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"We Tibetans are looking for a legitimate and meaningful autonomy, an arrangement that would enable Tibetans to live within the framework of the People’s Republic of China."

FACTBOX - Q and A on the Olympic torch's sensitive trip to Tibet

June 23, 2008

REUTERS
June 21, 2008

The Olympic torch passed through Tibet's capital Lhasa on Saturday
for a one-day stop China hopes will showcase a calm city firmly back
in the national fold three months after anti-Chinese protests in the
remote region.

Here is a Q and A on the political background.

WHY IS THE TIBET TRIP SO SENSITIVE?

* Tibetan activists have opposed the torch's visit since the route
was announced in April 2007, saying it legitimises and symbolises
Chinese rule over the Himalayan region.

* Tensions rose after several days of protests in Lhasa turned
violent from March 14, with shops torched and cars overturned. The
unrest spilled over into neighbouring provinces with Tibetan
populations, and thousands of Chinese troops poured in.

* Chinese authorities say 19 people died in the March 14-15 Lhasa
rioting, though exiles put the number much higher.

WHAT WAS THE FALL-OUT?

* China blamed exiled Tibetan spiritual leader the Dalai Lama for
masterminding the unrest. He denied the accusations and said he would
resign if the violence spread.

* International leaders called for the Dalai Lama's envoys and
Chinese officials to resume dialogue. In early May, China surprised
observers by holding talks, the seventh such gathering since 2002,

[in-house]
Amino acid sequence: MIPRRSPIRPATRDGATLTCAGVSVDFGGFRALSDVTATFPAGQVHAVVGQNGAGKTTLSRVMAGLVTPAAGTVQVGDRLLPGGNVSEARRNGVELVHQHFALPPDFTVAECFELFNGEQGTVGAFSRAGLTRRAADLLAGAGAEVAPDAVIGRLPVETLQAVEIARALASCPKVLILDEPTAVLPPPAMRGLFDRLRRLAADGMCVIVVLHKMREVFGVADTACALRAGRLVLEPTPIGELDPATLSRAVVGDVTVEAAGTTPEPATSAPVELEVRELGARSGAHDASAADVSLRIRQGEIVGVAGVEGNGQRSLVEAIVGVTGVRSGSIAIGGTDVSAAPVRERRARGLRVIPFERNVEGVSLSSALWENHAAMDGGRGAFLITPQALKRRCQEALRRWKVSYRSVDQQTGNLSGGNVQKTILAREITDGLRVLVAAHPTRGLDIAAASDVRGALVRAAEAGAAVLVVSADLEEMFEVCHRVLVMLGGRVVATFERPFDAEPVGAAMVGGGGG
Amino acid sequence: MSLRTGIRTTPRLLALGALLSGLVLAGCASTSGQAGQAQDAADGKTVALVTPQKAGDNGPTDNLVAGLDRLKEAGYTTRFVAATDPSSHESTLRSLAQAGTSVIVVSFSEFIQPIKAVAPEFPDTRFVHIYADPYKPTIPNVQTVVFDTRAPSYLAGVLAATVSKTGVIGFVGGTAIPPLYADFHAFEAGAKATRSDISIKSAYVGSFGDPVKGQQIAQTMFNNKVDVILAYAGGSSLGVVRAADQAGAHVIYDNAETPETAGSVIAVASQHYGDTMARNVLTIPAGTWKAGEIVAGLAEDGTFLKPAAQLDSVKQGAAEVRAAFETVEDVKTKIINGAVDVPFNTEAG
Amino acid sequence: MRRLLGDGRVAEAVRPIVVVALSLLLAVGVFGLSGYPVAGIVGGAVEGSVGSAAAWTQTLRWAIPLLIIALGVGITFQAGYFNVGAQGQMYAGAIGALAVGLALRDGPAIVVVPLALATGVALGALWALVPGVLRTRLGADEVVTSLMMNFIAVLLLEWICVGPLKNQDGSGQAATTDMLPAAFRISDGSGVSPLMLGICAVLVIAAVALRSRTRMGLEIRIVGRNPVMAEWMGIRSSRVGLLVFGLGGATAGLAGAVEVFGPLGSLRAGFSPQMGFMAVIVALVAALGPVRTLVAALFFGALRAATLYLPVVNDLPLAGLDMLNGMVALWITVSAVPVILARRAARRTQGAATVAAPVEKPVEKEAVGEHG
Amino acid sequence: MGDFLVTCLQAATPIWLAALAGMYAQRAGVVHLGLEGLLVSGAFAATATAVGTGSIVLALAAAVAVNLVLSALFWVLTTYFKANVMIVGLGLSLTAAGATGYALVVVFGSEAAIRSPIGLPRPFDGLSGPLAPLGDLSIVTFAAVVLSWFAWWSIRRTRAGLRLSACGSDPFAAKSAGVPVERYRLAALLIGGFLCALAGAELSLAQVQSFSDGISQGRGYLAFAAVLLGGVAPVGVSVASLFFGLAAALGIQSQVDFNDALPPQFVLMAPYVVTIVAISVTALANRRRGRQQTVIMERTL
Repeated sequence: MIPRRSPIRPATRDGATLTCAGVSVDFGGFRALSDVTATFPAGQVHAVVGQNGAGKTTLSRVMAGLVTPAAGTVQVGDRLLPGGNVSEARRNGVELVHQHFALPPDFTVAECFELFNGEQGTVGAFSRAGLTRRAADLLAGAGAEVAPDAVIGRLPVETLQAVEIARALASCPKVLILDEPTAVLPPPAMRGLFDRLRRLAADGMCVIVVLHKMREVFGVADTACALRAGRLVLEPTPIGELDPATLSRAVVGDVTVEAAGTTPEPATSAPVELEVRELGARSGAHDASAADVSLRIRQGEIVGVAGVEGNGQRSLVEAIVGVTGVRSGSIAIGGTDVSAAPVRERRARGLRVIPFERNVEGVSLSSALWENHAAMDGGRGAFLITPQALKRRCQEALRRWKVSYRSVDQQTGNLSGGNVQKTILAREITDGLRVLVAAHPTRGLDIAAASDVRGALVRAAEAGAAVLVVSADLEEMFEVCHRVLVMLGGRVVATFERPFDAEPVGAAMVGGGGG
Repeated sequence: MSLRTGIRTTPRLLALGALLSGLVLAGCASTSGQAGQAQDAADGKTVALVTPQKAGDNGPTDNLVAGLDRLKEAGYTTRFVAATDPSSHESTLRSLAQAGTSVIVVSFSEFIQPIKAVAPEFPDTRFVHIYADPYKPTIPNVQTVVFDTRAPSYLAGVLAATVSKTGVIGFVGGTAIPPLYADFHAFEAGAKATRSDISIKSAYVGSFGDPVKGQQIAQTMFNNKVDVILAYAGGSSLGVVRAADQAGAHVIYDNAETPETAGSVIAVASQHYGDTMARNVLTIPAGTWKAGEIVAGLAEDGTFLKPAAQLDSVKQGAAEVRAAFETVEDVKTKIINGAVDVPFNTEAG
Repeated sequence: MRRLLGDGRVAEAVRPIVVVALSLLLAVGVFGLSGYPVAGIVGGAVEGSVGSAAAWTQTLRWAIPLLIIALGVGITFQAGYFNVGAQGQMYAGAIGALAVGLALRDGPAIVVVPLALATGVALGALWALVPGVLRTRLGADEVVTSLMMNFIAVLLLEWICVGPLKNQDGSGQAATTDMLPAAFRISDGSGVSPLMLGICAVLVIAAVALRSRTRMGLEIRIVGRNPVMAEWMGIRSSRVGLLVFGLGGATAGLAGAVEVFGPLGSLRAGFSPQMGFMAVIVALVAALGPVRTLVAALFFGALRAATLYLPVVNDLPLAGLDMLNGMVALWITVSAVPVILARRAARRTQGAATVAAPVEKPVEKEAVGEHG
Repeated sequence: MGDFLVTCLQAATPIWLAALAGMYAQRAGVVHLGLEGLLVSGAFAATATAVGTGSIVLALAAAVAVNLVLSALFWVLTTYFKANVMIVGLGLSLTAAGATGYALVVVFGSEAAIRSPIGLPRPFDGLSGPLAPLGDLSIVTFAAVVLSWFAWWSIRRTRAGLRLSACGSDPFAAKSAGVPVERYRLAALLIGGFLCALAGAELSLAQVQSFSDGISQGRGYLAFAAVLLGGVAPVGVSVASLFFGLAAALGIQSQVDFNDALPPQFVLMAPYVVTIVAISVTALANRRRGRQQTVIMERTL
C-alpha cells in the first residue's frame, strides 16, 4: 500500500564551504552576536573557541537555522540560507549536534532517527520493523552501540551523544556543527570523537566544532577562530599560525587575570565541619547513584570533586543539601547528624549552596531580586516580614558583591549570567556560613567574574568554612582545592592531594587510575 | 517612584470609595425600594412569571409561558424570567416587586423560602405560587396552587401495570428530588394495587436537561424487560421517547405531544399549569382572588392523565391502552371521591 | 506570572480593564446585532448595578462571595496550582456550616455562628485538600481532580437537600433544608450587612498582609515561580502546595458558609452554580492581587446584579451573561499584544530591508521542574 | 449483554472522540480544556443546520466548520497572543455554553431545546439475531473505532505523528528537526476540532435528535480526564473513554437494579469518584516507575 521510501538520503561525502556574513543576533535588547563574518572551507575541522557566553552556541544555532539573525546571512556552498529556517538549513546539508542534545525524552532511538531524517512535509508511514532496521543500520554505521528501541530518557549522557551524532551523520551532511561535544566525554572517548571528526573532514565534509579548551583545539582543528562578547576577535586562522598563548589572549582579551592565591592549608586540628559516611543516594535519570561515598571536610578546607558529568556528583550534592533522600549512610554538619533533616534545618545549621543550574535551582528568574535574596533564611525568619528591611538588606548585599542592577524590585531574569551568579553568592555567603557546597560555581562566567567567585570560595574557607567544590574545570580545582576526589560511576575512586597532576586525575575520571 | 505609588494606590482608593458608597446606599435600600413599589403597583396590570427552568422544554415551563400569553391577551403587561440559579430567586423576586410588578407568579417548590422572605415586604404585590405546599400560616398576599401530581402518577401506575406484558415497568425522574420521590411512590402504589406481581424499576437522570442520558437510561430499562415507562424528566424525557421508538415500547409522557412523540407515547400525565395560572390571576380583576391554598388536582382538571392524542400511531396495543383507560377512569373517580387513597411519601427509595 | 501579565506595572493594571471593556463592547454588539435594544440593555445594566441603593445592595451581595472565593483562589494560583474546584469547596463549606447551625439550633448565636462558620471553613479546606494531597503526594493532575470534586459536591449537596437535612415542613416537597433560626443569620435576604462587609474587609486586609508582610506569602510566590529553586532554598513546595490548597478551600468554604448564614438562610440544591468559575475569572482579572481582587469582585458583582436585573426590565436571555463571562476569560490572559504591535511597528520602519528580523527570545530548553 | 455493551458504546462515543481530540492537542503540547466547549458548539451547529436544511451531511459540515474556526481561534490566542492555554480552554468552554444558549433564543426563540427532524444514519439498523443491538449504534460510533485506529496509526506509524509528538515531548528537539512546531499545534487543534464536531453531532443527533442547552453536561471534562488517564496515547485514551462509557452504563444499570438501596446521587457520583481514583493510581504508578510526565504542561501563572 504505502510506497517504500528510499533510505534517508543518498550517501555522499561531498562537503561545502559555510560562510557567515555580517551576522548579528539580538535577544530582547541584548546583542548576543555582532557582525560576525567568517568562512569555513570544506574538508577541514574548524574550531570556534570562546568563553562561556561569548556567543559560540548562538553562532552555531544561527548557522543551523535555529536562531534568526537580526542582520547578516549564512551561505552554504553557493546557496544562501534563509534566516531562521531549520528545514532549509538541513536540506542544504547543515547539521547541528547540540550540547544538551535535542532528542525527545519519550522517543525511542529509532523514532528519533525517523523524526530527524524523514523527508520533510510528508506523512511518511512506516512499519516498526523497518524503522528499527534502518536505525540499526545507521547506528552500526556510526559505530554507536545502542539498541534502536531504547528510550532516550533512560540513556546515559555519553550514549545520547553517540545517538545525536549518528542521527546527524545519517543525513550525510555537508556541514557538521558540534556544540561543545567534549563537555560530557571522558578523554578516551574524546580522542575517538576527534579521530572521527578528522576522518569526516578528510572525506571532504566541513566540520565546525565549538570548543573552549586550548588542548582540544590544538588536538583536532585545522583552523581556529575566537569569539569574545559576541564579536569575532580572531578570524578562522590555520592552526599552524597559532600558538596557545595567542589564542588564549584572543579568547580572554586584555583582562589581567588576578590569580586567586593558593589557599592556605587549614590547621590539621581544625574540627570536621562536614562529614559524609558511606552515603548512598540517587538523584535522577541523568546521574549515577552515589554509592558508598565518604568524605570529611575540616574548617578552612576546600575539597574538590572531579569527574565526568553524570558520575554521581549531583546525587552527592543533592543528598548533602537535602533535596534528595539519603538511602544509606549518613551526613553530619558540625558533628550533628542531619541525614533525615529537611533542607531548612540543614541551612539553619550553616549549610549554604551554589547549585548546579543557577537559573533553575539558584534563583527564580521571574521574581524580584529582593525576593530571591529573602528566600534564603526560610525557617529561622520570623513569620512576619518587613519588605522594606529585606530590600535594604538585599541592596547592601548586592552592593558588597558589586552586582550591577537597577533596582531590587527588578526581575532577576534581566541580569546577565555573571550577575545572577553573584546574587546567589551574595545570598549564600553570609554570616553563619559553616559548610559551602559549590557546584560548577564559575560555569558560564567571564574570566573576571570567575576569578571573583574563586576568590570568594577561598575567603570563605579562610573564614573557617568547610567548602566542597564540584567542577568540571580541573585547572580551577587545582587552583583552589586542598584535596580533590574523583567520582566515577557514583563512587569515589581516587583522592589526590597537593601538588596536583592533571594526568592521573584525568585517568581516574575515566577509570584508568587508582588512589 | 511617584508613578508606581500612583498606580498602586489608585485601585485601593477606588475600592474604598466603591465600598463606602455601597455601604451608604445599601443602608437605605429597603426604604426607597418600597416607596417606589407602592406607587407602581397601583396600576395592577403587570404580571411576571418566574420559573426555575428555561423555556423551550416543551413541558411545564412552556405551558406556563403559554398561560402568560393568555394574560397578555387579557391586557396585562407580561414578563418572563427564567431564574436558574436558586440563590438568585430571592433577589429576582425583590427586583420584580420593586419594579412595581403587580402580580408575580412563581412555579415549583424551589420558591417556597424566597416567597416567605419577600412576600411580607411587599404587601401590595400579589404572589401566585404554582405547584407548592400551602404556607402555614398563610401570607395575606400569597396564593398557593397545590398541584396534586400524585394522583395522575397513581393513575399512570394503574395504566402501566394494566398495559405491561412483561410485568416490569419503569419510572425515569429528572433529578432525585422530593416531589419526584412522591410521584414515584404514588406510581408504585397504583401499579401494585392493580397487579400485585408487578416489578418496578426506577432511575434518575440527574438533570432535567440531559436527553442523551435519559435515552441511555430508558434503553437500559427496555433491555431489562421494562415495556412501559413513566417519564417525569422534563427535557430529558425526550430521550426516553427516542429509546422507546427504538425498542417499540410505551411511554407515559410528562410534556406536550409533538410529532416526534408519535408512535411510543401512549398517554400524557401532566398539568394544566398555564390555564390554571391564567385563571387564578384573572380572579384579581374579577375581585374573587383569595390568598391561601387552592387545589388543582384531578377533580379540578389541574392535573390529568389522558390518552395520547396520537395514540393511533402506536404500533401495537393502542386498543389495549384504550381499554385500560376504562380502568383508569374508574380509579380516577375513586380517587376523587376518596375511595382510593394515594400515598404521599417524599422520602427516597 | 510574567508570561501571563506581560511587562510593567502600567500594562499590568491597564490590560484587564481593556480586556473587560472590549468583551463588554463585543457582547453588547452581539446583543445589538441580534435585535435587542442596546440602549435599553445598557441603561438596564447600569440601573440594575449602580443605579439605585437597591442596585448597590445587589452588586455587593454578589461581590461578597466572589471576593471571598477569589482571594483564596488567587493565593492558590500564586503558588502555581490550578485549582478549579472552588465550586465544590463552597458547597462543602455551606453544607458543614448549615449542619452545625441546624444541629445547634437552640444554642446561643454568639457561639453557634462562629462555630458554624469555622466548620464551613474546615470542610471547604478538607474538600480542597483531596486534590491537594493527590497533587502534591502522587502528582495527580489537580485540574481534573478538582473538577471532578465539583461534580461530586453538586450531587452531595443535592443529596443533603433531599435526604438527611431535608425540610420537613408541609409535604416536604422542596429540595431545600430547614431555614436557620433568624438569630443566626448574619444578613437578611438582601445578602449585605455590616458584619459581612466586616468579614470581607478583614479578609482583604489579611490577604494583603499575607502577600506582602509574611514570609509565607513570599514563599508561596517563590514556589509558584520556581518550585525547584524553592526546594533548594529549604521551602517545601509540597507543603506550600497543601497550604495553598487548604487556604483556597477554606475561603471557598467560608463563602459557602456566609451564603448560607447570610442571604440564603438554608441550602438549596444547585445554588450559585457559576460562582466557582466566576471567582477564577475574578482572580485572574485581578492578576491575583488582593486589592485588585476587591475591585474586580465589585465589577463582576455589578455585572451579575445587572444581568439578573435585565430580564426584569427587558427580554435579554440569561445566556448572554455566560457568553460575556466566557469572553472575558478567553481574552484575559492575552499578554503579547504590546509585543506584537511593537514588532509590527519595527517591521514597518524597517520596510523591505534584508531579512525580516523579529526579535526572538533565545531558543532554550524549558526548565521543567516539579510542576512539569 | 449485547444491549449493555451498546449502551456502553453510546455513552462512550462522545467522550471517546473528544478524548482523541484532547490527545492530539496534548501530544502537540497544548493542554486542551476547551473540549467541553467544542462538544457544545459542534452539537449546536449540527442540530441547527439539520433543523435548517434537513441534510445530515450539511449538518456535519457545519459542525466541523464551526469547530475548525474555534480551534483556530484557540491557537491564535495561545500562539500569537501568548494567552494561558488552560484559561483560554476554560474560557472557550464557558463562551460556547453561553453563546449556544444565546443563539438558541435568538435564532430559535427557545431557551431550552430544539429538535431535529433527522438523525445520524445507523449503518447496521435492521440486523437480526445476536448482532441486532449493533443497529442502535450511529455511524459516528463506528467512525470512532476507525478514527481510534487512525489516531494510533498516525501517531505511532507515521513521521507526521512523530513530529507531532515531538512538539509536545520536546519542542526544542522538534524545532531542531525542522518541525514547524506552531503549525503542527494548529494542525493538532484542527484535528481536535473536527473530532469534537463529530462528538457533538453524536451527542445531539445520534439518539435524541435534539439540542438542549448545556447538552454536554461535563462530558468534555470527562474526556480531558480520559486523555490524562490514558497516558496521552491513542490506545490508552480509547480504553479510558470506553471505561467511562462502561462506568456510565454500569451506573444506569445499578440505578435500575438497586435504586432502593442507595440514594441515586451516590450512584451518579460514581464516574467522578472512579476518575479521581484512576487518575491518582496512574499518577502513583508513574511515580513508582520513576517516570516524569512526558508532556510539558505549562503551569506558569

but no consensus was either expected or arrived at.

WHAT'S THE LINK TO THE TORCH?

* The crackdown on Tibetan protesters came just before the Olympic
flame started its month-long international journey on March 24,
sparking global anti-China demonstrations.

* The relay descended into chaos in cities such as London and Paris
as protesters opposing China's policy in Tibet tried to grab the
torch and snuff out the flame.

WAS THE TIBET TORCH ROUTE CHANGED?

* The initial three-day, June 19-21, Tibet leg was reduced to one day
as part of a larger reshuffle following neighbouring Sichuan's
devastating earthquake.

* On May 8, a second flame reached the summit of the world's highest
peak, Mount Everest, as scheduled, carried by climbers from the Tibet
side of the mountain that borders Nepal.

WHAT IS THE SITUATION IN TIBET NOW?

* Rights group Amnesty International said on Thursday that more than
1,000 people are still detained without charge after the Tibet riots.
China's Foreign Ministry dismissed the group and the report.

* Access for foreign media remains tightly controlled.

IS MORE TROUBLE EXPECTED?

* The prospect of activists unfurling Tibetan flags or staging other
embarrassing stunts during the Aug. 8-24 Games is one Beijing's
security apparatus aims to prevent.
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